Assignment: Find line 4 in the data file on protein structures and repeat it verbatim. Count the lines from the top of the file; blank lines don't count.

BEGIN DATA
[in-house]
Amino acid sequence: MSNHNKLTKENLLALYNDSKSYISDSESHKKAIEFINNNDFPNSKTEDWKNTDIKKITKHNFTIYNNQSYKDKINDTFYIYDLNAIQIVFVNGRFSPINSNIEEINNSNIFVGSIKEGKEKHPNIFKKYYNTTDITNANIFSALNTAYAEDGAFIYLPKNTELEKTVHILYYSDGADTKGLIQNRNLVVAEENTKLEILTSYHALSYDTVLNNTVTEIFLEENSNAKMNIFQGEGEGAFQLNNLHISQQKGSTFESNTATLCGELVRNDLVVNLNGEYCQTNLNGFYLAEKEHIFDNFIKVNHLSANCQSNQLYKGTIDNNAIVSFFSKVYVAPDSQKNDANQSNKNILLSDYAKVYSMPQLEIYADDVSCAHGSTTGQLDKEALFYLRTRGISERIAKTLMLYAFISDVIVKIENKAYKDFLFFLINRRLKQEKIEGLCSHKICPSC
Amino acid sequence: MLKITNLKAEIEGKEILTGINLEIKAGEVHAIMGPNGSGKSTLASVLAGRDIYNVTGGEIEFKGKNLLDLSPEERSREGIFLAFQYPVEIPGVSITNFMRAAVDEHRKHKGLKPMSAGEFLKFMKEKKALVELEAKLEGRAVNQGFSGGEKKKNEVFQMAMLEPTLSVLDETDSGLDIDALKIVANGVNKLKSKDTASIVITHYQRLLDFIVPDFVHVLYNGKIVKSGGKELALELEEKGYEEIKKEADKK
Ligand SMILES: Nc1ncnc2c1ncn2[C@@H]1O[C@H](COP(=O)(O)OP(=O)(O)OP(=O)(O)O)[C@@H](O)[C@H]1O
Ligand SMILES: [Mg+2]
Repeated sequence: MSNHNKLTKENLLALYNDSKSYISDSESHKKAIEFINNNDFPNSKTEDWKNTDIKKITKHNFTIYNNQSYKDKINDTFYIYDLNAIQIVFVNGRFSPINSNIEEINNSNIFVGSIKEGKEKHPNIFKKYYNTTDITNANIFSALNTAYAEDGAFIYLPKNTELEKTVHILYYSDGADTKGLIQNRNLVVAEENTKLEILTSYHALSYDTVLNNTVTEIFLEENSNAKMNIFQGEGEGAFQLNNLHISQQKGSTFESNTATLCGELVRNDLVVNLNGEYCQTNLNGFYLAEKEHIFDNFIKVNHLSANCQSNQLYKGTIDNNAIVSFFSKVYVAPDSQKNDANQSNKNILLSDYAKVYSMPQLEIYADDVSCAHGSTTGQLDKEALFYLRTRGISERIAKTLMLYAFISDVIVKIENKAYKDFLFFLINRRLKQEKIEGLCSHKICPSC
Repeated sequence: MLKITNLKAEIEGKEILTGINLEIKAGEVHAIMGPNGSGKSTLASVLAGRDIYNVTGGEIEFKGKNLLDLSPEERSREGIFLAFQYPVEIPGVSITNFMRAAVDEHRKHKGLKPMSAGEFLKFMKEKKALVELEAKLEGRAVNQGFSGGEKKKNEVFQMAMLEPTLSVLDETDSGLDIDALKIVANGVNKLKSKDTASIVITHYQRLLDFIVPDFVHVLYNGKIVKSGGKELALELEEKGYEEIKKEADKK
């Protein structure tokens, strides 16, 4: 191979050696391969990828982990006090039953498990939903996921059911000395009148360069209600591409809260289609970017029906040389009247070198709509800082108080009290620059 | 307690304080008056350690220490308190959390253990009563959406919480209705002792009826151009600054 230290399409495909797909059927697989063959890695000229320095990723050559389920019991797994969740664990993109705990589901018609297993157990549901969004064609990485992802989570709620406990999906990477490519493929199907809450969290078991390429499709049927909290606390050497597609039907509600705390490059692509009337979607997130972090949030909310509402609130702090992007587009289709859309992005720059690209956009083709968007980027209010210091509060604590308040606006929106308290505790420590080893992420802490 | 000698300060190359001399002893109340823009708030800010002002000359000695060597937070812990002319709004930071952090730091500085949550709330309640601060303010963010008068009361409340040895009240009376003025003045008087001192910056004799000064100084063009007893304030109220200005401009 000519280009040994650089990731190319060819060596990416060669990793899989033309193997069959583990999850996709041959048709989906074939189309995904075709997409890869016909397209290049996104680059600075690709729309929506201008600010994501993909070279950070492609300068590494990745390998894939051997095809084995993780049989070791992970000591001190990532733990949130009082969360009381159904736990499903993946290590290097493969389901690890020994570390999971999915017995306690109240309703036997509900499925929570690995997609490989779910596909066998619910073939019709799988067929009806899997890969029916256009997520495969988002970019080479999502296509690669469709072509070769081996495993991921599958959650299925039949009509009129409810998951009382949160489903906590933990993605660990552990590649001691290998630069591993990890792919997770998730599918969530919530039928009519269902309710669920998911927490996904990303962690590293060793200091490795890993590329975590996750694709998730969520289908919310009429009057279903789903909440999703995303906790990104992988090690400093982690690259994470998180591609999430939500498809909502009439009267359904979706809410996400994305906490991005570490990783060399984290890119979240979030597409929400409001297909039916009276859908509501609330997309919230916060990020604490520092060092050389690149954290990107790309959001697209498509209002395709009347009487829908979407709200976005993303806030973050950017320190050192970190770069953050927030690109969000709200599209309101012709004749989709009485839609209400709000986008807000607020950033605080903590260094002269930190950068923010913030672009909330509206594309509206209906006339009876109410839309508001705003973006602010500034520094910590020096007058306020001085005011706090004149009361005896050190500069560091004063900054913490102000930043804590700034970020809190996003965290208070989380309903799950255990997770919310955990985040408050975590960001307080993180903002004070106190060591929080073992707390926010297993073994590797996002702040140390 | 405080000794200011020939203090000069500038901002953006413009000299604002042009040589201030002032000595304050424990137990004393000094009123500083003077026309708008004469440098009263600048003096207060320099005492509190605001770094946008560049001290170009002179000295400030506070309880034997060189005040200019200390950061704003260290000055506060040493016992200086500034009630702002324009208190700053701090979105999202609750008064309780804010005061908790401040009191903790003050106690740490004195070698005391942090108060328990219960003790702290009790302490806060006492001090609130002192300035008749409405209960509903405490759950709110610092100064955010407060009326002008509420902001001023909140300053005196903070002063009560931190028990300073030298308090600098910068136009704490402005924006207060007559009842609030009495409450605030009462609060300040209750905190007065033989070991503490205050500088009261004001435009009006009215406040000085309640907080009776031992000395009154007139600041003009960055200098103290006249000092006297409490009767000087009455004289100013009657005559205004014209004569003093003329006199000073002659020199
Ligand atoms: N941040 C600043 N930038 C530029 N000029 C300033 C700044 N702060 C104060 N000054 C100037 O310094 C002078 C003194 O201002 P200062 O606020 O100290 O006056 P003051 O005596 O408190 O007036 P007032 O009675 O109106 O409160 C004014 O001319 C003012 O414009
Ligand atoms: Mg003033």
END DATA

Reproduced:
Ligand SMILES: Nc1ncnc2c1ncn2[C@@H]1O[C@H](COP(=O)(O)OP(=O)(O)OP(=O)(O)O)[C@@H](O)[C@H]1O